6. Tehrani TH, Maddah SSB, Fallahi-Khoshknab M, Shahboulaghi FM, Ebadi A. Perception of Hospitalized Patients Regarding Respect for Privacy. 2018.
7. parsa M. Privacy and confidentiality in medical and various aspects of it. Journal of Medical Ethics and History of Medicine. 2009;2(4):13-1.
8. Kim K, Han Y, Kim J-s. Nurses' and patients' perceptions of privacy protection behaviours and information provision. Nursing ethics. 2016:0969733015622059. [DOI:10.1177/0969733015622059]
9. Zirak M, Ghafourifard M, Aghajanloo A, Haririan H. Respect for patient privacy in the teaching hospitals of Zanjan. Iranian Journal of Medical Ethics and History of Medicine. 2015;8(1):79-89.
10. Nayeri ND, Aghajani M. Patients' privacy and satisfaction in the emergency department: a descriptive analytical study. Nursing ethics. 2010;17(2):167-77. [DOI:10.1177/0969733009355377]
11. Jalali R. Review of articles related to responsiveness as a characteristic of quality of
12. life instruments. Journal of Knowledge & Health. 2015;10(1).
13. Leino-Kilpi H, Välimäki M, Dassen T, Gasull M, Lemonidou C, Scott A, et al. Privacy: a review of the literature. International journal of nursing studies. 2001;38(6):663-71. [DOI:10.1016/S0020-7489(00)00111-5]
14. Mehrdad N, Parsayekta Z, Joulaei S. A study of patients privacy overview. Hayat 2004;10(23):87-95.
15. Ozturk H, Bahcecik N, Ozcelik KS. The development of the patient privacy scale in nursing. Nurs Ethics. 2014;21(7):812-28. [DOI:10.1177/0969733013515489]
16. Hasan Tehrani T, Seyed Bagher Maddah S, Fallahi-Khoshknab M, Ebadi A, Mohammadi Shahboulaghi F, Gillespie M. Respecting the privacy of hospitalized patients: An integrative review. Nursing ethics. 2018:0969733018759832. [DOI:10.1177/0969733018759832]
17. Serenko N, Fan L. Patients' perceptions of privacy and their outcomes in healthcare. International Journal of Behavioural and Healthcare Research. 2013;4(2):101-22. [DOI:10.1504/IJBHR.2013.057359]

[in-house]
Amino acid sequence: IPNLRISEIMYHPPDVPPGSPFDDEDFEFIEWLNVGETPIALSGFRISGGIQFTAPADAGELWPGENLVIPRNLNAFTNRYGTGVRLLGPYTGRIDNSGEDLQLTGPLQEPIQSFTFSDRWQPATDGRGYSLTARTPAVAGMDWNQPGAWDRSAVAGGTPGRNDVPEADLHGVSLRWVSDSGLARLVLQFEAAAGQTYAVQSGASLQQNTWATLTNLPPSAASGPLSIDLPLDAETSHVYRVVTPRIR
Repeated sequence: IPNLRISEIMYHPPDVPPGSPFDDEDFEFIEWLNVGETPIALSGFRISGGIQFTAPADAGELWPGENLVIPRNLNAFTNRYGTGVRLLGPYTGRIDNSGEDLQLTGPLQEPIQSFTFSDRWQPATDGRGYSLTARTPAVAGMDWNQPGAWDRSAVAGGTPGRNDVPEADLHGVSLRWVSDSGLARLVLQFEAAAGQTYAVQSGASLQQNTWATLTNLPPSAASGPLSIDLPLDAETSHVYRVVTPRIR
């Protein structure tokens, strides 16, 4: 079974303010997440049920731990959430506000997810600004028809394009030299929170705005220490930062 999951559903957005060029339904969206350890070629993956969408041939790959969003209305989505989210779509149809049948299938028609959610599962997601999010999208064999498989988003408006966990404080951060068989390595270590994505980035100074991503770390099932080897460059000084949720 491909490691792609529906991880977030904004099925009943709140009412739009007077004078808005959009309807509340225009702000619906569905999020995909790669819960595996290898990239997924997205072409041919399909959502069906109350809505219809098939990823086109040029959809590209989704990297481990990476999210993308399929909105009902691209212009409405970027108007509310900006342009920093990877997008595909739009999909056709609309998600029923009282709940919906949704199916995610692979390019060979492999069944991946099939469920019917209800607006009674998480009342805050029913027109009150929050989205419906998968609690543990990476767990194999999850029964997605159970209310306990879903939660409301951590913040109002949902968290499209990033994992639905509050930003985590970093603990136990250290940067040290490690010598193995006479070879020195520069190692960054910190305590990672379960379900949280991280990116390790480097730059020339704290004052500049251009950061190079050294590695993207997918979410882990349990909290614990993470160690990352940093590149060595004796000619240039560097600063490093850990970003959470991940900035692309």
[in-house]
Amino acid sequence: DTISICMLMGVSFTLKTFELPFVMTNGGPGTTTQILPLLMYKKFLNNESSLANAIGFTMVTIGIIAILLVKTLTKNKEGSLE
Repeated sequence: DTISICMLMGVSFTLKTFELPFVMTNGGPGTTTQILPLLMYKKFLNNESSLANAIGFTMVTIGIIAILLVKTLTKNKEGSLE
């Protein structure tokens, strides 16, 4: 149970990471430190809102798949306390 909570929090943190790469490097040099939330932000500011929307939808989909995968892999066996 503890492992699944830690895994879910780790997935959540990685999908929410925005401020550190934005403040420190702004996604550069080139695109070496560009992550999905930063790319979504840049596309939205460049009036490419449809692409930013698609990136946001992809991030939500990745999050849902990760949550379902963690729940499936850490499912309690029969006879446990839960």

18. Marshall NJ. Dimensions of privacy preferences. Multivariate Behavioral Research. 1974;9(3):255-71. [DOI:10.1207/s15327906mbr0903_1]
19. Heidari M, Anooshe M. The Process of Patient's Privacy: A Grounded Theory. Journal of Shahid Sadoughi University of Medical sciences. 2011;9(5):644-54.
20. Jolaee S, Nikbakht Nasrabadi A, Parsa Yekta Z. The view of patients and patients' companions regarding patients' rights: a phenomenological research. Journal of hayat. 2005;10(4):5-20.
21. Comrey A, Lee H. Interpretation and application of factor analytic results. Comrey AL, Lee HB A first course in factor analysis. 1992;2:1992.
22. Juniper EF, Guyatt GH, Streiner DL, King DR. Clinical impact versus factor analysis for quality of life questionnaire construction. Journal of clinical epidemiology. 1997;50(3):233-8. [DOI:10.1016/S0895-4356(96)00377-0]
23. Polit DF, Beck CT. Essentials of nursing research: Appraising evidence for nursing practice: Lippincott Williams & Wilkins; 2010.
24. Reuschenbach B. Measurement and the measurement of change-A primer for the health professions. Verlag hans huber langgass-strasse 76, CH-3000 BERN 9, Switzerland; 2016.
25. Özturk H, Bahçecik N, Özçelik KS. The development of the patient privacy scale in nursing. Nursing ethics. 2014;21(7):812-28. [DOI:10.1177/0969733013515489]
26. Nunnally J. Psychometric methods. New York: McGraw-Hill; 1978.
27. Yazdanparast E, Davoudi M, Ghorbani SH, Abbaspoor M. The observance of different aspects of patient privacy: Analysis of elderly views. Medical Ethics Journal. 2016;10(36):73-80. [DOI:10.21859/mej-103673]

Add your comments about this article : Your username or Email:
CAPTCHA

Send email to the article author


© 2021 All Rights Reserved | Scientific Journal of Nursing, Midwifery and Paramedical Faculty

Designed & Developed by : Yektaweb